Much like The Olympics, which is used to determine best on best, the watch industry had their own competition too, called Observatory Chronometer Trials, which tested brand vs. brand head on and more specifically, a brand could enter in a specific movement, for testing. What did the observatories test? The role of the Observatories was to assess the accuracy of mechanical timepieces. In their day, observatory chronometer trials were important and prestigious events, in the world of watches.
For example, The King’s Observatory, completed in 1769, was a grand building founded by King George III and was initially used for astronomical purposes. By 1842, the then empty building was taken on by the British Association for the Advancement of Science and became widely known as the Kew Observatory. In the early 1850s, the facility began performing a role in assessing and rating different watches, barometers, thermometers, chronometers, even sextants and other scientific instruments, for one purpose only, for accuracy. The goal being if an instrument passed tests it was then awarded a “Kew Certificate”, a hallmark of excellence. Sailors, at the time, were using marine navigation tools, rated by the observatories, to determine their speed, position and direction of travel began adopted the use of mechanical timepieces as their accuracy was vitally important. Chronometer tests at the observatory continued until 1912, when the testing process was moved to the National Physical Laboratory, or NPL, at nearby Teddington. The NPL is the national measurement standards laboratory of the United Kingdom. The Kew-Teddington class “A” trials rated 33,200 watches and continued until 1951.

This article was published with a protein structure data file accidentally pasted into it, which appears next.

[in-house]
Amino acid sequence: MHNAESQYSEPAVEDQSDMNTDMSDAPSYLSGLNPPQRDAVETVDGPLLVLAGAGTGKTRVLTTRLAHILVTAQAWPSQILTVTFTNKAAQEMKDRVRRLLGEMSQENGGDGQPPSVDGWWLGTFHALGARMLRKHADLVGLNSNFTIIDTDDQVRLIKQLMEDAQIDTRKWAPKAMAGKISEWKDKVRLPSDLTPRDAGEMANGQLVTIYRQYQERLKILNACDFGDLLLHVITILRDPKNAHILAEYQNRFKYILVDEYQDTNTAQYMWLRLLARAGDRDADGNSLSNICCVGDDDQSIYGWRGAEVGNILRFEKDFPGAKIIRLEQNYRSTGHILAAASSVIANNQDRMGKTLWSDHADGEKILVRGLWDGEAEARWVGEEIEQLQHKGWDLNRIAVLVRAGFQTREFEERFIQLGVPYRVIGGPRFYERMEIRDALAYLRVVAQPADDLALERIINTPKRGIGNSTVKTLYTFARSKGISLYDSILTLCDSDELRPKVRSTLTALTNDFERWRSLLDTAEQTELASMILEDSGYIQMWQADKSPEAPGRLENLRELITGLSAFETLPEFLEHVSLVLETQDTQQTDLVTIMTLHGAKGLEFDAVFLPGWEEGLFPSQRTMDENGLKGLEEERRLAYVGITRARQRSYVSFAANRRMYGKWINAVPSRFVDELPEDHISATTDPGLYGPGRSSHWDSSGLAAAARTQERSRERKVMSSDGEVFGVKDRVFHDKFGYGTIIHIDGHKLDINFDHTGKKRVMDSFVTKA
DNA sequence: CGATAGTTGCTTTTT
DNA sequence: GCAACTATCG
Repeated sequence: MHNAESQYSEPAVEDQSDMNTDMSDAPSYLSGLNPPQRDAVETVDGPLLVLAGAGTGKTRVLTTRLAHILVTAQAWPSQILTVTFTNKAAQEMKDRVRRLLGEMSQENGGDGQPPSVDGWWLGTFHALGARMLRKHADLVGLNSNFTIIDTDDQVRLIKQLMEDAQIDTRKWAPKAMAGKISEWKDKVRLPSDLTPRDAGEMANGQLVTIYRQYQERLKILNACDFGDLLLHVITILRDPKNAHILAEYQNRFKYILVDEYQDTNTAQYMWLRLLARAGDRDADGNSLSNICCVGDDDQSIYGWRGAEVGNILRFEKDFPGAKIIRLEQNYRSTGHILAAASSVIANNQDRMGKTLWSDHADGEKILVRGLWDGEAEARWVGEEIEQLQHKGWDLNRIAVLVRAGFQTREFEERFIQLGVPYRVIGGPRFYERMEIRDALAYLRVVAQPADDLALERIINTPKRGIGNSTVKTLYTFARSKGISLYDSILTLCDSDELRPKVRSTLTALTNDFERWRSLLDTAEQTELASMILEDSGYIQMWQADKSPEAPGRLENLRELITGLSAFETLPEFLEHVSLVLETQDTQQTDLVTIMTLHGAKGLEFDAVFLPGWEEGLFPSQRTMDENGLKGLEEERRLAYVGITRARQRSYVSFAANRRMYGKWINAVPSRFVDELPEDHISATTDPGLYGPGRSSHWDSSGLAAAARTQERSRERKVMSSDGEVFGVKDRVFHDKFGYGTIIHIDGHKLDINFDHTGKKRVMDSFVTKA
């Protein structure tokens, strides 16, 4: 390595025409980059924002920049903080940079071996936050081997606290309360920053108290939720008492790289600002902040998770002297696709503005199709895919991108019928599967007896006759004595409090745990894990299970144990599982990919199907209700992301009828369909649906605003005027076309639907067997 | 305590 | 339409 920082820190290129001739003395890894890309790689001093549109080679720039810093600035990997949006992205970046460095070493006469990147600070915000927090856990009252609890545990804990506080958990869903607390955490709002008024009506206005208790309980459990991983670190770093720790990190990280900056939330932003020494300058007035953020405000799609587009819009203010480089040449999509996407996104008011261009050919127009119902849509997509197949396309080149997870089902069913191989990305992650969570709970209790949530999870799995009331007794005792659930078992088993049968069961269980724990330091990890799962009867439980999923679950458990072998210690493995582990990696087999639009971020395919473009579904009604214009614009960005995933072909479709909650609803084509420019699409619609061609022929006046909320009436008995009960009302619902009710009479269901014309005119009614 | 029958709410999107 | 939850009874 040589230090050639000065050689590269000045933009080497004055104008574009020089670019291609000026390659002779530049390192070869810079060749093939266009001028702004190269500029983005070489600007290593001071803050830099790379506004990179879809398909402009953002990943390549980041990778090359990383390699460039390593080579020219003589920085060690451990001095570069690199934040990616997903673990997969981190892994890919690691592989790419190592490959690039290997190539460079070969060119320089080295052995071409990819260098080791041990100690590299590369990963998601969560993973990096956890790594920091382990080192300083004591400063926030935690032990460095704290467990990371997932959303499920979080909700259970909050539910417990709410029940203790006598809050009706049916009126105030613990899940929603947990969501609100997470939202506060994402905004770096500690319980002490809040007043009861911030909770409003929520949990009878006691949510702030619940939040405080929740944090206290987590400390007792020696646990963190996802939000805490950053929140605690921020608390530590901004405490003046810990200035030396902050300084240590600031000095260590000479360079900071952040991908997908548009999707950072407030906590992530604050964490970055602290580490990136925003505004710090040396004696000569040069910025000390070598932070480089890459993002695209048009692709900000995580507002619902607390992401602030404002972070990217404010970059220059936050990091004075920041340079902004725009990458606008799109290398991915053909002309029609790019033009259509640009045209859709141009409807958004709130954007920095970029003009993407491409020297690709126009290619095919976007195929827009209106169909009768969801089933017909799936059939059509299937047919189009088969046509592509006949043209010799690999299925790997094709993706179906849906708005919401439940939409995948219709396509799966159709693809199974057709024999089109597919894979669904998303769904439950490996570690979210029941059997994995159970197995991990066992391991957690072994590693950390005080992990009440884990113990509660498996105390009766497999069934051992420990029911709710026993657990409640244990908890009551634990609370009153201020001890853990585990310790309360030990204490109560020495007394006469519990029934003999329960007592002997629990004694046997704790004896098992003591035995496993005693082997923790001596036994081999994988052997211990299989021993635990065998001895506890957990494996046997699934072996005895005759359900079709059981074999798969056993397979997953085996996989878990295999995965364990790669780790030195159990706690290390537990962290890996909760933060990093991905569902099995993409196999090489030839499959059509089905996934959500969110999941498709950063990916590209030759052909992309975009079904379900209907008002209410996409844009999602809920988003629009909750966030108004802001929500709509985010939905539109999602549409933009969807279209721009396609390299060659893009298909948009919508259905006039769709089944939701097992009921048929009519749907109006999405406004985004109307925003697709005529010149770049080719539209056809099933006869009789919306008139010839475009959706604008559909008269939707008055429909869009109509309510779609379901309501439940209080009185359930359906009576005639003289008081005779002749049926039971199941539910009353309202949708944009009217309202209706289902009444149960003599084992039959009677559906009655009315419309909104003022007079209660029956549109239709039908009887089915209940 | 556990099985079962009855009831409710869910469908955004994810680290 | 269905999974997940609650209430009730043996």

Japan organized their own domestic chronometer competitions, in the 1950s, which ended in 1960. By the end of the Japanese competition it was determined that the domestically produced models, like Seiko, had significantly increased their accuracy, quality and reliability and could compete with other internationally available models.
The European Observatories, at this same time, were testing the world best chronometers for 45 days. Each movement was tested in five positions and two temperatures. In 1959, the Neuchâtel Swiss Observatory opened up to entrants from outside of Europe. After this rule change the competition was branded as ‘International’ but at this point there were very few participants from countries other than Switzerland. In 1962, Seiko contacted the Observatory and was advised that ‘We welcome participation from Japan’, they then provided the relevant materials and entered.
In their first year of their competition, in 1963, Seiko entered Suwa-Seikosha in the wrist watch category placing in 144th position and did not receive an award. In their second year of their competition, in 1964, Seiko also entered Daini-Seikosha in the wrist watch category placing in 153rd position and did not receive an award.
Cue the comeback!
After the second competition, Seiko made an adjustment to their balance springs and began to use Permalloy, a highly magnetic resistant material, for their watch cases and dials. They also began using a magnetic resistant case to transport the watches. They wanted to avoid anything that could magnetize their watches and impact performance.
In 1965, Seiko entered Suwa-Seikosha in the wrist watch category, submitting 14 watches, with a top placing of 114th position and receiving one award. That same year, Seiko also entered Daini-Seikosha in the wrist watch category, submitting 13 watches, with a top placing of 124th position and receiving two awards.